Water in Haiti: primary need, or luxury?

Margot DeGreef | March 21, 2016

Residents of Haiti's Northwest department on their long journey for water. Photo: Samuel Paul

Residents of Haiti’s Northwest department on their long journey for water. Photo: Samuel Paul

The soil is dry and cracked, houses are dusty, animals skinny. Inhabitants of rural communities in the Northwest department of Haiti have not seen such a prolonged and extreme drought before. Water is without a doubt the one and most important primary need of people to live and to survive. Yet, even at the occasion of World Water Day 2016, for so many people water is still a luxury.

Women and children carrying buckets of water on their heads; a common sight in Haiti. How far did they walk? How often?

The year 2015 was an extremely dry one. The National Coordination of Food Security, known as CNSA, warned about an emergency situation as a result of the extreme drought. There were high losses of harvests, causing a lack of local products on the market and an increase in prices.

The Northwest has been hit hard by the lack of rainfall, leading to an estimated 80 percent loss in crops, as well as death of animals due to a shortage of food and water. As a result, people depend on market purchases for their food, with fewer products available from their own production for consumption or sales. While revenues have decreased, prices have increased as much as 50 percent for corn and peas or even 100 percent for black beans. Dependence on commercial activities has therefore increased, as has the need for microcredit. However, small commerce is also affected, due to reduced purchasing power. In order to adjust, families switch to lower quality (cheaper) food and also diminish the number of meals per day, thus deteriorating their food security situation. In addition, throughout the Northwest department an increase in the production of charcoal has been observed, resulting in more deforestation. Rural exodus and migration towards the Bahamas and elsewhere has also increased, with people risking their lives to cross on small, overloaded boats.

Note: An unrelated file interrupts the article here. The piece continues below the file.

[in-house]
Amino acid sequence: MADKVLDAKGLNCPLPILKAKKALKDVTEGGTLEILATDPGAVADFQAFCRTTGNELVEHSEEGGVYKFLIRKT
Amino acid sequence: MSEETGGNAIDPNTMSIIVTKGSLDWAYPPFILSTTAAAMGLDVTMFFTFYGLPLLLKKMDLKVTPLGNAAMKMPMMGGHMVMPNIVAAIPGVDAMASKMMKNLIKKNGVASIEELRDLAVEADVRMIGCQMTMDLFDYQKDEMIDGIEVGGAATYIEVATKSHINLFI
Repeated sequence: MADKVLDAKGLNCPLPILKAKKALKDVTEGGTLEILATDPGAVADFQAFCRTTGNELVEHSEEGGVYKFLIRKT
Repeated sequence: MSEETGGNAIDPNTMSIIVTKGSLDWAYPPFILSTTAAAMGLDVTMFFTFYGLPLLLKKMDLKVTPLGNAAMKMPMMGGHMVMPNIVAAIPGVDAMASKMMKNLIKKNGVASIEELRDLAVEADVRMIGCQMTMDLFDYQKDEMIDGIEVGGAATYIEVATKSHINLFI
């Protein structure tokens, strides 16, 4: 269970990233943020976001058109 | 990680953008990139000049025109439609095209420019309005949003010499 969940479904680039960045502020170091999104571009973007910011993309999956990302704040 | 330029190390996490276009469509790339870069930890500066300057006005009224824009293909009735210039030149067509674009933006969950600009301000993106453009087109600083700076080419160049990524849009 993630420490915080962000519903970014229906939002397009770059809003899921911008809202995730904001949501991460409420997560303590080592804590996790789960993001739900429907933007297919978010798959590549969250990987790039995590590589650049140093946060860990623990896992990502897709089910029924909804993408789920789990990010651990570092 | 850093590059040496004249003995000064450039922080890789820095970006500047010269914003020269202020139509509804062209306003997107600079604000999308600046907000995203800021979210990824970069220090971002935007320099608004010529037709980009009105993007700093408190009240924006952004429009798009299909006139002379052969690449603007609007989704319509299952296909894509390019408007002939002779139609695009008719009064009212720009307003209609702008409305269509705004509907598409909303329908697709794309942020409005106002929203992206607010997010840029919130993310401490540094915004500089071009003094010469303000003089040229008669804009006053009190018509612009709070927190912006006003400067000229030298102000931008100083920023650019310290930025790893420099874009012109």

CNSA defines the lower part of the Northwest department as an area of concern, which is exactly where CWS’s priority intervention area on food security in Haiti is. In line with priorities set by the Ministry of Agriculture, CWS facilitated the construction of 12 water cisterns in the Northwest, not only providing access to water for daily needs such as cooking, cleaning, laundry and bathing, but also allowing vegetable gardens to provide an important addition to people’s diets.

Farmers remain dependent on irregular rainfall and changing climate conditions, which have an impact on agricultural production, animal breeding and commerce. People have to walk further to get water, while there is fighting and long lines at the few water sources where the water streams have largely diminished. First priority for future adaptation and real strengthened resilience is access to water, which can be realised using different methods depending on the specific community and possibilities, including drilling of wells, water catchment, and cisterns.

With water (other than complete dependence on rain), opportunities increase in Haiti’s Northwest department.

Margot DeGreef is CWS’s Country Representative, Haiti.